Photo by Susan R. Crispin
Circumboreal forb (20-50 cm) of the central and western Upper Peninsula; leaves linear, rounded at base, arising from bulb smelling strongly like onion; flowers in erect umbels, pedicels equal to or shorter than florets.
Status and Rank
- State Status: T
- State Rank: S2
- Global Rank: G5
|County Name||Number of Occurrences||Year Last Observed|
Updated 1/31/2017. Information is summarized from MNFI's database of rare species and community occurrences. Data may not reflect true distribution since much of the state has not been thoroughly surveyed.
Found in alvar grasslands, such as those along the Escanaba River and also in cool, moist bedrock crevices on the Lake Superior shore.
Natural Community Types
For each species, lists of natural communities were derived from review of the nearly 6,500 element occurrences in the MNFI database, in addition to herbarium label data for some taxa. In most cases, at least one specimen record exists for each listed natural community. For certain taxa, especially poorly collected or extirpated species of prairie and savanna habitats, natural community lists were derived from inferences from collection sites and habitat preferences in immediately adjacent states (particularly Indiana and Illinois). Natural communities are not listed for those species documented only from altered or ruderal habitats in Michigan, especially for taxa that occur in a variety of habitats outside of the state.
Natural communities are not listed in order of frequency of occurrence, but are rather derived from the full set of natural communities, organized by Ecological Group. In many cases, the general habitat descriptions should provide greater clarity and direction to the surveyor. In future versions of the Rare Species Explorer, we hope to incorporate natural community fidelity ranks for each taxon.
Feel free to send questions and comments to Brad Slaughter at email@example.com.
Little bluestem, prairie dropseed, cat's foot, Canadian milk vetch, harebell, sedges, Indian paintbrush, field chickweed, bastard toad flax, hair grass, prairie smoke, ground juniper, bee-balm, shrubby cinquefoil, old field goldenrod, Kalm's lobelia, New England violet, bulrush sedges, meadow rue, grass-leaved goldenrod, butterwort, shrubby St John's-wort, beak-rush, ticklegrass, yarrow, bearberry, marsh bellflower, pale Indian paintbrush, spike-rush, butterwort, ninebark, silverweed, dwarf Canadian primrose, wild rose, bird's-eye primrose, and three-tooth cinquefoil.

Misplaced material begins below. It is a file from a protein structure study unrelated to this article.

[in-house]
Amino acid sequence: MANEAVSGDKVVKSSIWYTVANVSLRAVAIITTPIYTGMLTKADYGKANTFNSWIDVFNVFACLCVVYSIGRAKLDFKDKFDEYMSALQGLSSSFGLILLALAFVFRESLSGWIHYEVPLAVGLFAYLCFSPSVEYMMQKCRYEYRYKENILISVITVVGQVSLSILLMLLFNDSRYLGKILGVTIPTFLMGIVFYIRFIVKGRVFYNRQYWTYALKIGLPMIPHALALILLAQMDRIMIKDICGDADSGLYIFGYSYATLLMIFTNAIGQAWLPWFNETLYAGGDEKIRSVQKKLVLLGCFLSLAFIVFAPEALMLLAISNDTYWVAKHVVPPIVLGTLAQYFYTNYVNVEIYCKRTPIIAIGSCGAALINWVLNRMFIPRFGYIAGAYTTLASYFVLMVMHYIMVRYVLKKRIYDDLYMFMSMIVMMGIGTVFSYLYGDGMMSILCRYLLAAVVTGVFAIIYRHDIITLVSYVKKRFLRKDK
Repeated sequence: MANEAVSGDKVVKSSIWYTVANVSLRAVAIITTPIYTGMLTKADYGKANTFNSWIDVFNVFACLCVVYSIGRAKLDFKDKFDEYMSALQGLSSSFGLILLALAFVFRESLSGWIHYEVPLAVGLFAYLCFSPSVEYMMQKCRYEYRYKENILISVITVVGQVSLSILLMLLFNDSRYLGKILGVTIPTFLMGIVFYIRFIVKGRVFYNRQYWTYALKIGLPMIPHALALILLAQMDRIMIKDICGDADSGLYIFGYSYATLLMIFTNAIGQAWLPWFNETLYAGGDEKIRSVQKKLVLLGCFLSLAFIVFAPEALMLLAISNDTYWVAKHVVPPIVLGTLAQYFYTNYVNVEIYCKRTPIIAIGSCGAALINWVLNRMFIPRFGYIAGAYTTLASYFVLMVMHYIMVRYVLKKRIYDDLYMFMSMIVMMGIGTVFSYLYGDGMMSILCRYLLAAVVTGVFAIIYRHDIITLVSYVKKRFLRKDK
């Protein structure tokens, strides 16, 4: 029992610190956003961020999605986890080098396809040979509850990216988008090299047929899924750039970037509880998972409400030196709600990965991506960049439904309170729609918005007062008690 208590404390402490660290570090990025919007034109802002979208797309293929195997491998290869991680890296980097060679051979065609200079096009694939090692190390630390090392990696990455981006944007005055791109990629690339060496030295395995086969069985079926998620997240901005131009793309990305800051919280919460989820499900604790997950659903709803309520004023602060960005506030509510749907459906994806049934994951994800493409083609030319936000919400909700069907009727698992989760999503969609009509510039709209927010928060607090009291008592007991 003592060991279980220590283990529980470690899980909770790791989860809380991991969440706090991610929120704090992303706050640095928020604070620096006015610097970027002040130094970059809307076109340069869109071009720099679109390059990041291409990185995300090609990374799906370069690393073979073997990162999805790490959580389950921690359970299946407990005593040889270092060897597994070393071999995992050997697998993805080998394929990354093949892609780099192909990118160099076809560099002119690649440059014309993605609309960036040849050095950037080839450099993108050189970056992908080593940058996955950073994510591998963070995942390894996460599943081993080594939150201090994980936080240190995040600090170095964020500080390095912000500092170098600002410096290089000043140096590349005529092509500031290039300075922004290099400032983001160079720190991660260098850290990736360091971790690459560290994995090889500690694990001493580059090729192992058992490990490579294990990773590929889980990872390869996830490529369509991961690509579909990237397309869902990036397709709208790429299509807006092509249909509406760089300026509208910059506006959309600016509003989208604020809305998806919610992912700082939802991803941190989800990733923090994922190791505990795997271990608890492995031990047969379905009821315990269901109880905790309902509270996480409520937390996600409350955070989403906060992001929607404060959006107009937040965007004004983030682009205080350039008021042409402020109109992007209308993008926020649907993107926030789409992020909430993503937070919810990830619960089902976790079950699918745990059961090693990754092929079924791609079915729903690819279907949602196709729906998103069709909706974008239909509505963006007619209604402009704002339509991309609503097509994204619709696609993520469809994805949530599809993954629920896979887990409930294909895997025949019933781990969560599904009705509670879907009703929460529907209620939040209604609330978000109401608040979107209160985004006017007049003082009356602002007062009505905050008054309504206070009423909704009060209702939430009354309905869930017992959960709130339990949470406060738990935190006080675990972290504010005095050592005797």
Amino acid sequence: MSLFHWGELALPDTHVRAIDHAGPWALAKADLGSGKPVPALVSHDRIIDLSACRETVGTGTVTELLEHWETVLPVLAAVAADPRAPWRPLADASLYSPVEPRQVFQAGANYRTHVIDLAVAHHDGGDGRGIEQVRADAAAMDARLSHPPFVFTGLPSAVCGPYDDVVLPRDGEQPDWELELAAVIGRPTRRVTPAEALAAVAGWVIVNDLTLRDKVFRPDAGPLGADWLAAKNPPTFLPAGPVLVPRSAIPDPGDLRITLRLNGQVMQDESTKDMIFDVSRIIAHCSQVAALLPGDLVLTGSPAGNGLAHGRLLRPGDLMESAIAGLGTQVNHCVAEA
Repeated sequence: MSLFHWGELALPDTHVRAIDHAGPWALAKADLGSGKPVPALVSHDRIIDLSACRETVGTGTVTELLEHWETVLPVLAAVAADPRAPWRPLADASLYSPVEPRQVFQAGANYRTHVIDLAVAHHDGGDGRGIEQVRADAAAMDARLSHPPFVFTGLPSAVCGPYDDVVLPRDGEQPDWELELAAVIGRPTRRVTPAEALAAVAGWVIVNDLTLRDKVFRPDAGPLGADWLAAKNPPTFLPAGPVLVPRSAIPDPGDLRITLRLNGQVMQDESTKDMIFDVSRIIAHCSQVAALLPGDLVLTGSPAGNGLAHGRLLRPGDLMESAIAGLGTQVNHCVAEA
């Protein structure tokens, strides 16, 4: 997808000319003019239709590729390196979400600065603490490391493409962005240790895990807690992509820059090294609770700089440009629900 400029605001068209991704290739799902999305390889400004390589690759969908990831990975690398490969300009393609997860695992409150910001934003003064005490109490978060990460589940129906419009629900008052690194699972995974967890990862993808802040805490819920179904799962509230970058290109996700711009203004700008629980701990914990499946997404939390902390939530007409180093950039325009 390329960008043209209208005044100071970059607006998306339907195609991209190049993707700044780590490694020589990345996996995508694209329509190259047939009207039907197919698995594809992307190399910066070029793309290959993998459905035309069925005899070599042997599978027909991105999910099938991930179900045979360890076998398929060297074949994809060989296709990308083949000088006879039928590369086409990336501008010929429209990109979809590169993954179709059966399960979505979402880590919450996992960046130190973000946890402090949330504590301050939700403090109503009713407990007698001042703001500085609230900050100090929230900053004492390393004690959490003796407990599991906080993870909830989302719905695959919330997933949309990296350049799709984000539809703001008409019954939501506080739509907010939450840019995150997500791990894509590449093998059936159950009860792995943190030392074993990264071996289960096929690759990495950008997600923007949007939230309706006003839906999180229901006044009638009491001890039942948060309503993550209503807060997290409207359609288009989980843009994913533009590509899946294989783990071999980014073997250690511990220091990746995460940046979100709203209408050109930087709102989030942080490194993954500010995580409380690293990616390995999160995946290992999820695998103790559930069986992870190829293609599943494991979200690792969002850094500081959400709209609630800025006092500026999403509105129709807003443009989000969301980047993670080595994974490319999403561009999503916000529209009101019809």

Requires protection of the habitat and perpetuation of natural disturbance (i.e. prescribed fire, wind throw, etc.) and hydrological regimes. Since alvar is primarily a sedge and grass dominated community, species found in this community usually do not tolerate later stages of succession and require management that prevents woody plant encroachment, such as prescribed burns or brush removal. This species is susceptible to damage from excessive recreational use and foot traffic.
General Survey Guidelines
Random meander search covers areas that appear likely to have rare taxa, based on habitat and the judgement of the investigator.
- Meander search
Survey Period: From first week of July to fourth week of August
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- Gleason, H. A., and A. Cronquist. 1991. Manual of Vascular Plants of Northeastern United States and Adjacent Canada. Second edition. The New York Botanical Garden, Bronx. 910pp.
- Gray, A. 1950. Gray's Manual of Botany; eighth ed. Van Nostrand Reinghold, New York. 1632pp.
- Holmgren, N.H. 1998. Illustrated Companion to Gleason and Cronquist's Manual. Illustrations of the vascular plants of Northeastern United States and adjacent Canada. New York Botanical Garden, Bronx. 937pp.
- Voss, E. G. 1972. Michigan Flora. Part I. Gymnosperms and Monocots. Bulletin of the Cranbrook Institute of Science and University of Michigan Herbarium. 488pp.